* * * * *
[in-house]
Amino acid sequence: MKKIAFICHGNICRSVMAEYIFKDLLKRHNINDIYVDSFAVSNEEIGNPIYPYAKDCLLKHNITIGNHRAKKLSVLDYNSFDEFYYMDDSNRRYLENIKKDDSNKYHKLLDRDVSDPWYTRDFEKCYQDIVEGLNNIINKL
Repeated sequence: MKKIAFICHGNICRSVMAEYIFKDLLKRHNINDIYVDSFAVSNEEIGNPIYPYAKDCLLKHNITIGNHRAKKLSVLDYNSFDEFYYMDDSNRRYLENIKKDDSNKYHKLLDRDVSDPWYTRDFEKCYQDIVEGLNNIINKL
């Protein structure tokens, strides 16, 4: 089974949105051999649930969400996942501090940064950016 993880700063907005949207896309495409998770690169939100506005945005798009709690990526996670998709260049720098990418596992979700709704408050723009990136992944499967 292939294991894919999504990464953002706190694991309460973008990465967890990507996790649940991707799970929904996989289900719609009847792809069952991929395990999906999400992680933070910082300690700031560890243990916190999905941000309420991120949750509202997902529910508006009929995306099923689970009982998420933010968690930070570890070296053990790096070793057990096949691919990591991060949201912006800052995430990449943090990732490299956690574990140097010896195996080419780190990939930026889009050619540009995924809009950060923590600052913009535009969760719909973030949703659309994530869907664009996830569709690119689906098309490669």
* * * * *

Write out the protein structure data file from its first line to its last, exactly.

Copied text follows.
[in-house]
Amino acid sequence: MKKIAFICHGNICRSVMAEYIFKDLLKRHNINDIYVDSFAVSNEEIGNPIYPYAKDCLLKHNITIGNHRAKKLSVLDYNSFDEFYYMDDSNRRYLENIKKDDSNKYHKLLDRDVSDPWYTRDFEKCYQDIVEGLNNIINKL
Repeated sequence: MKKIAFICHGNICRSVMAEYIFKDLLKRHNINDIYVDSFAVSNEEIGNPIYPYAKDCLLKHNITIGNHRAKKLSVLDYNSFDEFYYMDDSNRRYLENIKKDDSNKYHKLLDRDVSDPWYTRDFEKCYQDIVEGLNNIINKL
């Protein structure tokens, strides 16, 4: 089974949105051999649930969400996942501090940064950016 993880700063907005949207896309495409998770690169939100506005945005798009709690990526996670998709260049720098990418596992979700709704408050723009990136992944499967 292939294991894919999504990464953002706190694991309460973008990465967890990507996790649940991707799970929904996989289900719609009847792809069952991929395990999906999400992680933070910082300690700031560890243990916190999905941000309420991120949750509202997902529910508006009929995306099923689970009982998420933010968690930070570890070296053990790096070793057990096949691919990591991060949201912006800052995430990449943090990732490299956690574990140097010896195996080419780190990939930026889009050619540009995924809009950060923590600052913009535009969760719909973030949703659309994530869907664009996830569709690119689906098309490669």